The chart is provided with intersecting lines which .are so drawn and numbered that when the airplane is flying above any given point on map 9| the latitude and longitude of that point is pointed to on the chart by the pointer which moves with long tube I9. The chart is also provided with spaced circular lines which are arbitrarily numbered to indicate altitude, the smallest circle having the highest number because the pointer will be drawn back toward that circle as the airplane rises with the long tube.

In order to permit the pilot at the controls to drop toy articles such as bombs, mail bags, parachutes and the like from the plane and onto map 9| below it, the central portion of the fuselage is provided with a vertically disposed dispensing chamber defined by walls I8l, best shown in Figs. 8 and 9. This chamber is open at its top for loading it with the articles desired to be dropped, such as toy bombs I82, and is open at the bottom to permit the bombs to be ejected. The bombs are retained in the dispenser by a retaining member having a lower flange I 83 projecting inwardly through a slot I84 in wall IM and supporting the lowermost bomb. The retaining member is attached to a vertical pin I86 journalled in lugs I81 struck out from wall WI, and has a forwardly projecting central portion I88 which is biased against the dispenser wall by a wire spring I89 rigidly connected to wall I8I. The upper portion of the retaining member has an outwardly extending flange III adapted to pass through a slot H2 in wall I8l and into the dispenser when the retaining member is rotated by a cord H3 attached to forwardly projecting portion I88. Flanges I83 and III are so spaced apart as to permit upper flange III to slide beneath the second bomb from the bottom for supporting it while lower flange I83 slides from below the lowest bomb and permits it to drop. Cord I I3 extends back through eyelet bracket 11, forward through center eye 88, and out of the plane and along the tubes to the control support where it extends up stick 44 to a trigger H4.

If the pilot wishes to drop a bomb on a certain point on map 9|, he first ascertains the latitude and longitude of that point and then guides the airplane in its flight until the pointer indicates that latitude andlongitude on the chart. 'Ine airplane is then over the point on the map on which the bomb is to be dropped. The pilot then raises trigger H4 which pulls cord H3 against theresistance of spring I89 on the bombdispenser. This turns the bomb-retaining member and releases the lowermost bomb from the plane.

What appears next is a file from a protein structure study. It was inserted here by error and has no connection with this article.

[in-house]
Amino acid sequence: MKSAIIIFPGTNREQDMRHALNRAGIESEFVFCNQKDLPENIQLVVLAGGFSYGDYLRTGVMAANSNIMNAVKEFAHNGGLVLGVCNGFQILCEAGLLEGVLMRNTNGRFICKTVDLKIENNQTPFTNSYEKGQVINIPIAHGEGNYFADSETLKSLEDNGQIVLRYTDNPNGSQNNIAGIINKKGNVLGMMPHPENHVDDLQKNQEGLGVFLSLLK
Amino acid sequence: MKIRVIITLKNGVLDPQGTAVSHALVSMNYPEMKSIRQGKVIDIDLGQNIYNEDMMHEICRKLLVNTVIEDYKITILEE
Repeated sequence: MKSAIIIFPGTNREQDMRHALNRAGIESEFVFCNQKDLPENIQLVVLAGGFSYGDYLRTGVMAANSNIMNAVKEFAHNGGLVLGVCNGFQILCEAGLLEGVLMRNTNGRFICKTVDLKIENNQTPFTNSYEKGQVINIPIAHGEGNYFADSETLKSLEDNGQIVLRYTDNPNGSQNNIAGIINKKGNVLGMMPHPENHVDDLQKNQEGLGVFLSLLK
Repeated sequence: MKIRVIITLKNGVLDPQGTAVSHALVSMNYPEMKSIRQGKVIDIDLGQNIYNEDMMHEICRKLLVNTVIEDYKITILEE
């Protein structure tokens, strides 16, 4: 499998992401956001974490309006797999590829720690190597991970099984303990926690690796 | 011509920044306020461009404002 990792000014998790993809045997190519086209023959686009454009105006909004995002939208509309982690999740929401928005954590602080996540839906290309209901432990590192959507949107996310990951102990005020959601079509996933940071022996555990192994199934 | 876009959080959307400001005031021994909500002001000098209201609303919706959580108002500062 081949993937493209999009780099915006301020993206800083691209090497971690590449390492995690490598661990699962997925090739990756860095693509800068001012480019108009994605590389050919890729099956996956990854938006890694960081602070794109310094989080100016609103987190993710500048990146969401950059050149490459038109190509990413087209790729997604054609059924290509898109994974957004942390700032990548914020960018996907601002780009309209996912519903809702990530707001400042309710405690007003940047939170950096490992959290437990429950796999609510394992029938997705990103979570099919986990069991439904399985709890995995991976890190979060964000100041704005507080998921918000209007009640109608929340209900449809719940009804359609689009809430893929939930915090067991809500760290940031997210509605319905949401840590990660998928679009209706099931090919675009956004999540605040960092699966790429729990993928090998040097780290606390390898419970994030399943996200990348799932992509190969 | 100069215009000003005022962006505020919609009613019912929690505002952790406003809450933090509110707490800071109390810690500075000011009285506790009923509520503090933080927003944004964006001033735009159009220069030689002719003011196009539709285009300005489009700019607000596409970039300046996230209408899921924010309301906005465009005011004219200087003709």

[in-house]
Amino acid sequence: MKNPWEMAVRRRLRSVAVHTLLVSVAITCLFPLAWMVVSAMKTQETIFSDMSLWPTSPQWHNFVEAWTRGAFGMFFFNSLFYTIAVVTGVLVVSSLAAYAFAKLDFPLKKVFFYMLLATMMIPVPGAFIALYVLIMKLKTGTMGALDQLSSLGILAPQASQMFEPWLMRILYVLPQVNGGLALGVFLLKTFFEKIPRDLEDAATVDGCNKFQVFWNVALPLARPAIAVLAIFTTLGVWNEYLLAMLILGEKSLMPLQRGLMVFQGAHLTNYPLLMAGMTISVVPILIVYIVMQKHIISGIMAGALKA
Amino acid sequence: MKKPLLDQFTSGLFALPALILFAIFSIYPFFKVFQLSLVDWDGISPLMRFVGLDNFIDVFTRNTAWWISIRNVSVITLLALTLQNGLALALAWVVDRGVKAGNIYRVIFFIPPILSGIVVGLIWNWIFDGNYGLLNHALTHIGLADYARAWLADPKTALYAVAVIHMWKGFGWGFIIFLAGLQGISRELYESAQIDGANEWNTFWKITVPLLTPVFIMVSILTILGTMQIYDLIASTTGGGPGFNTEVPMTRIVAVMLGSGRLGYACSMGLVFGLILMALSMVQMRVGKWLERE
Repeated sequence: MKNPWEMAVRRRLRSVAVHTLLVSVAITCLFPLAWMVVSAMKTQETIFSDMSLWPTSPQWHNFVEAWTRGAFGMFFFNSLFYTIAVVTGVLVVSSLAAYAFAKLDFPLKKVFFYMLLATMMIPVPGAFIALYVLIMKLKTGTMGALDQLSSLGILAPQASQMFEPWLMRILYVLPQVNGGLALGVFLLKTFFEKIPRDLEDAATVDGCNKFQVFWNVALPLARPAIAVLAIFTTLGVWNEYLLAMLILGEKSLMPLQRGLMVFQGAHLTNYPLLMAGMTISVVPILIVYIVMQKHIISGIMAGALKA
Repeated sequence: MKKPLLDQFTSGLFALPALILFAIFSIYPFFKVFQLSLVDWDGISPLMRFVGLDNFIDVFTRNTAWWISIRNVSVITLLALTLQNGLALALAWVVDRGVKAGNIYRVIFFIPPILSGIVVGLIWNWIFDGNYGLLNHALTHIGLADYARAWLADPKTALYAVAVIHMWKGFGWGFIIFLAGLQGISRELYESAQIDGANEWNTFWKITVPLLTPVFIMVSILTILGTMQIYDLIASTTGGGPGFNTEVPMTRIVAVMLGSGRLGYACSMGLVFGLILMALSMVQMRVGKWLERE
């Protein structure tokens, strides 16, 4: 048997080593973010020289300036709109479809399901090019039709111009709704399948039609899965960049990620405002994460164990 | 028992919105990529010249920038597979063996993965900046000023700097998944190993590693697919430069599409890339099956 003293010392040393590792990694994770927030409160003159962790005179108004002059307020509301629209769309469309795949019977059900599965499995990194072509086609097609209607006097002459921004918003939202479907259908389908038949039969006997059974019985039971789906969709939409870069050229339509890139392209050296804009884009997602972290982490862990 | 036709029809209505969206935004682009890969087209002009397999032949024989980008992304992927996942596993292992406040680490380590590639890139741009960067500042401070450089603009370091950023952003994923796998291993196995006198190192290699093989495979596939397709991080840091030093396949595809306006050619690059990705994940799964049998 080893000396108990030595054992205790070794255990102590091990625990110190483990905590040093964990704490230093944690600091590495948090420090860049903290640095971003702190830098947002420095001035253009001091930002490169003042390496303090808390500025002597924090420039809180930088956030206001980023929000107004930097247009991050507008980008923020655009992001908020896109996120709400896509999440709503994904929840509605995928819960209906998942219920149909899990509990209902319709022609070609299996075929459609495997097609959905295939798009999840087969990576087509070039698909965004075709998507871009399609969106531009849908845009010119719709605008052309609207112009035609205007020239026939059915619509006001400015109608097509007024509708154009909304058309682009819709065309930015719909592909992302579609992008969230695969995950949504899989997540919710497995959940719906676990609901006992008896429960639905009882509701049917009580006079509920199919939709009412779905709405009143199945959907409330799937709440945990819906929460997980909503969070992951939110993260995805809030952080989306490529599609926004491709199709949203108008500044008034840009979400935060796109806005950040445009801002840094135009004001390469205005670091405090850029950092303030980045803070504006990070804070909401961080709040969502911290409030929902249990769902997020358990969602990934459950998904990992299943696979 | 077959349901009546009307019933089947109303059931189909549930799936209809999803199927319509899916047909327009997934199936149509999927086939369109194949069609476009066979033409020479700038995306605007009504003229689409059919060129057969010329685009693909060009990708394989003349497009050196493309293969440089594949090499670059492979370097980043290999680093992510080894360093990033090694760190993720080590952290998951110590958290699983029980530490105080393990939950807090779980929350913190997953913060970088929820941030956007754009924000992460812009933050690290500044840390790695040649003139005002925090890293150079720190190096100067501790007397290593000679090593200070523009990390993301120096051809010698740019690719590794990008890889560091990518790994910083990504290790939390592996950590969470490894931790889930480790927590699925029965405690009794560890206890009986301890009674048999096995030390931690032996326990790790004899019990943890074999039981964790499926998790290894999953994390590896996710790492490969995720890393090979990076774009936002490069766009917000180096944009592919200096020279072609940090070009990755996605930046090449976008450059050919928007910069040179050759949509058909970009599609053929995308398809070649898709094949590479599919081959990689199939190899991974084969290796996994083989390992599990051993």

According to the provisions of the patent statutes, I have explained the principle and construction of my invention and have illustrated and described what I now consider to represent its best embodiment. However, I desire to have it understood that, within the scope of the appended claims, the invention may be practiced otherwise than as specifically illustrated and described.

I claim:

1. An aircraft toy comprising an aircraft-simulating toy having a propeller and control surfaces, means for driving the propeller to cause said aircraft to rise into the air, a yoke pivotally supporting the aircraft on a horizontal axis and having a tubular base, an upright tube loosely telescoped in said tubular base for rotatably supporting it, an elongate member hinged at one end on a horizontal axis to said upright tube and at its opposite end to the upper end of a second upright from which it extends laterally, an upright anchoring tube loosely telescoped in the latter tube to permit rotation of the latter tube thereon, means for holding said first upright tube upright regardless of the position of the elongate member, means connected to the elongate member for substantially counterbalancing the aircraft, remote control means, and cords connecting the remote control means to the aircraft control surfaces, said cords passing through said tubes.

2. An aircraft toy comprising an aircraft-simulating toy having a propeller and control surfaces, a support, elongate rigid means movably connected at one end to said support for universal movement and connected at the opposite end to said aircraft toy for universal movement, means for driving the propeller to cause the aircraft to rise into the air, aircraft control means mounted on said support, cords connecting the control means to the aircraft for manipulating said control surfaces to control the position of the aircraft in the air, a position-indicating chart mounted on said support, and means actuated by the movements of the aircraft for indicating on the chart the relative positions of the aircraft.

3. An aircraft toy comprising a support, an elongate rigid supporting member movably connected for universal movement at one end to the support and extending laterally therefrom, an